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Chinese IPOs to be hit by Nasdaq’s latest rules

Latest deterioration in US-China trading relations

Nasdaq

Nasdaq Inc is expected to announce new regulations on initial public offerings (IPOs), which would limit the ability of Chinese companies to list on its stock exchange.

It is not thought that the US financial services corporation will cite Chinese firms specifically.  The move comes after a week of worsening rhetoric between Washington and Beijing. The Covid-19 crisis has severely damaged any goodwill generated by the signing of a phase-one trade deal in January.

The new rules are likely to require companies from some countries, including China, to raise at least a quarter of their post-listing market capitalisation, or $25 million, in their IPO. This would be the first time Nasdaq has put a minimum value on the size of listings on its exchange. 

According to Refinitiv, 40 of the 155 Chinese companies that listed on the Nasdaq since 2000 have grossed profits of less than $25m.

Last Friday the US Commerce Department signalled its intention to “cut off” the Chinese tech giant Huawei’s "efforts to undermine US export controls” and vowed to “strategically target Huawei’s acquisition of semiconductors that are the direct product of certain US software and technology”.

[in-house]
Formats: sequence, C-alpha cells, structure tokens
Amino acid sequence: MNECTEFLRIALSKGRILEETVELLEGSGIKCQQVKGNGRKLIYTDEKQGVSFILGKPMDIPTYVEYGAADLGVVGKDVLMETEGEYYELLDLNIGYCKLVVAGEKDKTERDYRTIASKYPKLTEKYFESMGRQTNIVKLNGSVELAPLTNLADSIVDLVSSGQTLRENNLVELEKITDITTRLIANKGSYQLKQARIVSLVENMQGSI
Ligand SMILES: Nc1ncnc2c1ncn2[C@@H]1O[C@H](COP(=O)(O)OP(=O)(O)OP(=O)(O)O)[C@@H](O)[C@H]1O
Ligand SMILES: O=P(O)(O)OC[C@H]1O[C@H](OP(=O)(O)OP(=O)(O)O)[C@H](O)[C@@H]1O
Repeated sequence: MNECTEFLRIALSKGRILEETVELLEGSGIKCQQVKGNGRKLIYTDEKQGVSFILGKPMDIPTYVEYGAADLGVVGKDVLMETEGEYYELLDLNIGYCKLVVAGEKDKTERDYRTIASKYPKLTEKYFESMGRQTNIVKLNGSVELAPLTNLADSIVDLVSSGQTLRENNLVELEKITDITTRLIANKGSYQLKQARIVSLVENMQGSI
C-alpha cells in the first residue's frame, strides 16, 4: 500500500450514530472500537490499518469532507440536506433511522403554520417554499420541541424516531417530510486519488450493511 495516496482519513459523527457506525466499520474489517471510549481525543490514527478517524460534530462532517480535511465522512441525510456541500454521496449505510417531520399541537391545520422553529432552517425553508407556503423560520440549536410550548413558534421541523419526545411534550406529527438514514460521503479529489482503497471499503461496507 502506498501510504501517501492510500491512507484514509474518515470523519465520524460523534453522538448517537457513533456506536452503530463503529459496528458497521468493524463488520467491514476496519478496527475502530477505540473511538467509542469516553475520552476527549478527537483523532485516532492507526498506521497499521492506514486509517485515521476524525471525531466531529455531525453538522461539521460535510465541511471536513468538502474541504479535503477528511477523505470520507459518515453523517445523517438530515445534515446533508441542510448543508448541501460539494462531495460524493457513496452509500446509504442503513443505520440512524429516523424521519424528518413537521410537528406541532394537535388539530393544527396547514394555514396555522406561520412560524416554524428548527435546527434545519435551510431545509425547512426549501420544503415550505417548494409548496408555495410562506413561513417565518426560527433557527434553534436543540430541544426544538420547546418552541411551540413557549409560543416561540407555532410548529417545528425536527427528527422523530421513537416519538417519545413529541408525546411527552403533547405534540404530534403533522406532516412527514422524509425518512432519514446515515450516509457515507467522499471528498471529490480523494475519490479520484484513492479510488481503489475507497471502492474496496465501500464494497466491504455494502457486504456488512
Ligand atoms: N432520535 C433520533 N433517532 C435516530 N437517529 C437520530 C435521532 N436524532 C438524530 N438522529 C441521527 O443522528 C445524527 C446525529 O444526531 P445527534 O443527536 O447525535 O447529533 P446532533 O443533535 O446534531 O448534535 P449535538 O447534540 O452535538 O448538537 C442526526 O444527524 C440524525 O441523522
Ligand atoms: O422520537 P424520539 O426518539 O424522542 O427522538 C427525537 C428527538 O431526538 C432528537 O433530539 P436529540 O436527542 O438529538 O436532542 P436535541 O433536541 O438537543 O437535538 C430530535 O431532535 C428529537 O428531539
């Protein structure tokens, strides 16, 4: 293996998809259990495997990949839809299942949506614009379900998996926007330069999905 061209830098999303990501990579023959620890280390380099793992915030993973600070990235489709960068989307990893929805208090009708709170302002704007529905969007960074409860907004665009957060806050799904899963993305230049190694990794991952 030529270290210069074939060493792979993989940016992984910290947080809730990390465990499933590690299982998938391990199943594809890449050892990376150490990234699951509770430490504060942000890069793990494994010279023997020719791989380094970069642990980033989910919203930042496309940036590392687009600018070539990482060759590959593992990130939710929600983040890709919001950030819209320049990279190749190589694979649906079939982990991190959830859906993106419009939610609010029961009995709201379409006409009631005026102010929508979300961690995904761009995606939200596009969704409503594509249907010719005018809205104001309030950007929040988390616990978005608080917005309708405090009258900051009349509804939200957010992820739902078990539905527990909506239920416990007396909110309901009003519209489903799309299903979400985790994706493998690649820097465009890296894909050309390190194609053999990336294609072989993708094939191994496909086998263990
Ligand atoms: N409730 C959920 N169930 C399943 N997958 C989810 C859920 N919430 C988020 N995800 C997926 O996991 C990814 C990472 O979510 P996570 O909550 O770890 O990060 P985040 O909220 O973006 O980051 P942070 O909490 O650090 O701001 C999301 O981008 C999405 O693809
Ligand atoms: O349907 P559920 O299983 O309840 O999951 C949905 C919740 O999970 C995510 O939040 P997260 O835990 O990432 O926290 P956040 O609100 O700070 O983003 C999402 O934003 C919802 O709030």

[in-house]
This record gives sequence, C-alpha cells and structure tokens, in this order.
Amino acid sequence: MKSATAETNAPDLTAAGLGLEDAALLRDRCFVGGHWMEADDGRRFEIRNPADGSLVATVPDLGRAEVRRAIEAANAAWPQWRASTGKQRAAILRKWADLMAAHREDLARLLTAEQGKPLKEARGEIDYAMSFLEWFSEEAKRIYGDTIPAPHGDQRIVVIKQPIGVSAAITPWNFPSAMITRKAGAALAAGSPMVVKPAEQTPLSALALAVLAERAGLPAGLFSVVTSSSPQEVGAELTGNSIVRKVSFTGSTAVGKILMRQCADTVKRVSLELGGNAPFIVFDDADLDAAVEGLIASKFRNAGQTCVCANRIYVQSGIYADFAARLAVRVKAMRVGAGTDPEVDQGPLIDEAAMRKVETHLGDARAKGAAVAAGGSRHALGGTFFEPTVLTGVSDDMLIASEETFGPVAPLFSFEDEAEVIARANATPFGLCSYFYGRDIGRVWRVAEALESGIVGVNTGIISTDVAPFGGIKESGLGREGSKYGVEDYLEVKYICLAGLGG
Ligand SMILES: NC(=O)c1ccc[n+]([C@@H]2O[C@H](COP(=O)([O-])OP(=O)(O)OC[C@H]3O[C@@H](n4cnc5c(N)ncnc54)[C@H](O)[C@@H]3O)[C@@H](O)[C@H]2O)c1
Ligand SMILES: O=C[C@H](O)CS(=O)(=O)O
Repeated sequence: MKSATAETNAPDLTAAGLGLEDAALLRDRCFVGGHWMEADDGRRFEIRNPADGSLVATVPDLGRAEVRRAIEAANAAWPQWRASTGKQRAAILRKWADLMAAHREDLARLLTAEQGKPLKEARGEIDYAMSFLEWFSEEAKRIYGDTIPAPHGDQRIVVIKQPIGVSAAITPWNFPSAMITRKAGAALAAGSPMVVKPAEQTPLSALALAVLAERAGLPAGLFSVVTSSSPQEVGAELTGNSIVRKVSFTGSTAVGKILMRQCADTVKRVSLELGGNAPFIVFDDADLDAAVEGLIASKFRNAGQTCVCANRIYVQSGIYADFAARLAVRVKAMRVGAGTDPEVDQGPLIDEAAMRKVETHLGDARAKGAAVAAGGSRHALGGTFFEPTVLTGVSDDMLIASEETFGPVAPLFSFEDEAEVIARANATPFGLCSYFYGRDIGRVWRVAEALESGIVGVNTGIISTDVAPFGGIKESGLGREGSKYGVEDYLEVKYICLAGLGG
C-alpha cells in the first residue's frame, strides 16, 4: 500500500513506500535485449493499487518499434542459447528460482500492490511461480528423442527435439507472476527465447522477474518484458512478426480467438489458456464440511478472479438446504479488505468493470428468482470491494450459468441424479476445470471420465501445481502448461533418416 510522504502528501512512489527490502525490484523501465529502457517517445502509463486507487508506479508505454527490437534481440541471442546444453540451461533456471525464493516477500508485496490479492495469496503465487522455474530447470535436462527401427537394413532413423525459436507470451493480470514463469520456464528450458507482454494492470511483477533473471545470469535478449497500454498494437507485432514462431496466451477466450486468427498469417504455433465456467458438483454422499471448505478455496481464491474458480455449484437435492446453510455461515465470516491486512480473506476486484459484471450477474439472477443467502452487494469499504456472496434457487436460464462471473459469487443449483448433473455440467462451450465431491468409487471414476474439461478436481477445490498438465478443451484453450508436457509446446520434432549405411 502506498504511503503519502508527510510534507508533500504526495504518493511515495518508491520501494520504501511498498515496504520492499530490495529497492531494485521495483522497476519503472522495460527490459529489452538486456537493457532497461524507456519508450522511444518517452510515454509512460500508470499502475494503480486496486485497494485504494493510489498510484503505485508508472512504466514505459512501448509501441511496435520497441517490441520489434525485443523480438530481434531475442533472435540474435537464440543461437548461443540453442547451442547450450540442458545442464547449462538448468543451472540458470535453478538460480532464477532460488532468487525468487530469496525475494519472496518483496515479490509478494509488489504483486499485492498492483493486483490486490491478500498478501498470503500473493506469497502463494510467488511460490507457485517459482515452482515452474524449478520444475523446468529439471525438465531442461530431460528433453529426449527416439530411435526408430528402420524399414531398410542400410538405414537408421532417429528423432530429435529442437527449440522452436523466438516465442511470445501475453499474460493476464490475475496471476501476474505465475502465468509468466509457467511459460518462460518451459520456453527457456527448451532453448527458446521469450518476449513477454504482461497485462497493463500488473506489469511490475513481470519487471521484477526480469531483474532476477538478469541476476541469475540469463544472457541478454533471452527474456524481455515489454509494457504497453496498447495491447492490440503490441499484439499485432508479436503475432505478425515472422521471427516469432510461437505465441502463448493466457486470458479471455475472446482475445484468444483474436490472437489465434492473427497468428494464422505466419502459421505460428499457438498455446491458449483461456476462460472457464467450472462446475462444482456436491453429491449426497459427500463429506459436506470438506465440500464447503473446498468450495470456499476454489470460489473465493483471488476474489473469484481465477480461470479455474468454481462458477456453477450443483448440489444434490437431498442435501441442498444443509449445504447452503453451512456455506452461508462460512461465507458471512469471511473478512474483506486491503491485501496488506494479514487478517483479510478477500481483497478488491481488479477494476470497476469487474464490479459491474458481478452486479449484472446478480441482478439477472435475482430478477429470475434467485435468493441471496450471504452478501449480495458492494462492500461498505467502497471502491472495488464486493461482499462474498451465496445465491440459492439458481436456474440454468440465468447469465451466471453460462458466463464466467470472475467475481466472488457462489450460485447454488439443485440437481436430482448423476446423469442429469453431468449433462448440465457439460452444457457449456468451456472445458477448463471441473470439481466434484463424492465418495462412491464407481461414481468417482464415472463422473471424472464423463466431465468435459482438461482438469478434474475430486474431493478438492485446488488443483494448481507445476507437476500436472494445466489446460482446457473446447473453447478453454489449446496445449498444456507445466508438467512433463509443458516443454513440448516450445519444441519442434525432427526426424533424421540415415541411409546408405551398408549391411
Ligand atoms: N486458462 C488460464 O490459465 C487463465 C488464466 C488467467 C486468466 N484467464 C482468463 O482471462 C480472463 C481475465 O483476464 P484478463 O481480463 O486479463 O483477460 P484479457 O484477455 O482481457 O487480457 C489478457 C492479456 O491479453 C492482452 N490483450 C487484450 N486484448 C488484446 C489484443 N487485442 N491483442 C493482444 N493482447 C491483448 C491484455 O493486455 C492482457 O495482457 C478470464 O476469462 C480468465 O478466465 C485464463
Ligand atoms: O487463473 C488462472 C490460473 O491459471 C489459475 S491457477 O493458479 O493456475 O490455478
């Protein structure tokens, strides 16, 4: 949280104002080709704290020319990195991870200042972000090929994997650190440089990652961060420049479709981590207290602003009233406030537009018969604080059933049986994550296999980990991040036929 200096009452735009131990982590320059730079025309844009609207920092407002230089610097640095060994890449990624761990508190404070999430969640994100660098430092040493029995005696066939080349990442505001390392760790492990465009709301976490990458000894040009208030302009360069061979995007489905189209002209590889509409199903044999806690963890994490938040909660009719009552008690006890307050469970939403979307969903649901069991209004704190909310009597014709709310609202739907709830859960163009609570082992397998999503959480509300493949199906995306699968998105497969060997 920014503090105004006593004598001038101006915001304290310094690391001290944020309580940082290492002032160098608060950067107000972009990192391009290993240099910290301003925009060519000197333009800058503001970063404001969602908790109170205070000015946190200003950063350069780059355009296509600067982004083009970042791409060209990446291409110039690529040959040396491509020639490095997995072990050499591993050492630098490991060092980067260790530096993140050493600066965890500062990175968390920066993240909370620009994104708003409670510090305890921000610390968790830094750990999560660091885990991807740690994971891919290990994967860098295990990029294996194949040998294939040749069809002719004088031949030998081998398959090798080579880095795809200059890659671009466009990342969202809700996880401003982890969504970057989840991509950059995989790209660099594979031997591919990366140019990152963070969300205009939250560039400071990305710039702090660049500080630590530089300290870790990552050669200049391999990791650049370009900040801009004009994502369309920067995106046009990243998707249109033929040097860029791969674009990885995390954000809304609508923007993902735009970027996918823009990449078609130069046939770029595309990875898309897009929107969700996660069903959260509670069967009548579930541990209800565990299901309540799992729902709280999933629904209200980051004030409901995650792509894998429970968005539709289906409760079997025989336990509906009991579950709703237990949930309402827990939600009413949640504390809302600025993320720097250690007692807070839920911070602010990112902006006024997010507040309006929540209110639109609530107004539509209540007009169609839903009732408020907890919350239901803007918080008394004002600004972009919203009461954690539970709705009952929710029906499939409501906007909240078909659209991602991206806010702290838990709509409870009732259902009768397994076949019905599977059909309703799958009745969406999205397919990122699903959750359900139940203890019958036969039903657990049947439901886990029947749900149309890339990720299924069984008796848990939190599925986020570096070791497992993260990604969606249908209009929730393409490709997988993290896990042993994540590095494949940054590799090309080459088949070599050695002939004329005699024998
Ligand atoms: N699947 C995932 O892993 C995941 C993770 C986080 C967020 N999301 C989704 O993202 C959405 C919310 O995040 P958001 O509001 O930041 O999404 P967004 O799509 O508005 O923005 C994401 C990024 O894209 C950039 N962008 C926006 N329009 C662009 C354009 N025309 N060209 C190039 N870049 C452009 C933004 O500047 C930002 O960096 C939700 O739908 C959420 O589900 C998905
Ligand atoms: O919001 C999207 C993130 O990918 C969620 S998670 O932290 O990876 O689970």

Reports emerged on Monday that Taiwan Semiconductor Manufacturing Company, the largest contract chipmaker in the world, had stopped taking any new orders from Huawei.

While the Nasdaq’s decision comes within an immediate context of souring trading relations, Chinese IPOs on American exchanges have been a long-standing concern for some in the US. Nasdaq Inc already introduced stricter measures in 2019, driven by these worries.

The lack of accounting transparency and close ties that some Chinese firms have to China’s ruling Communist Party have particularly provoked anxiety. The case of Luckin Coffee has only strengthened such apprehension.

The Chinese coffee chain had its IPO on the Nasdaq in early 2019, having only been founded 18 months previously. Following external pressure and analysis, Luckin Coffee was forced to announce after an internal investigation that its COO had fabricated the company's 2019 sales by around $310m.

The Nasdaq has been able to weather the Covid-19 storm, up 2.92 per cent on the year to date. 

FURTHER READING: Largest contract chipmaker in the world halts deliveries to Huawei

FURTHER READING: Zoom’s market cap is larger than the combined worth of world’s seven largest airlines

 

 

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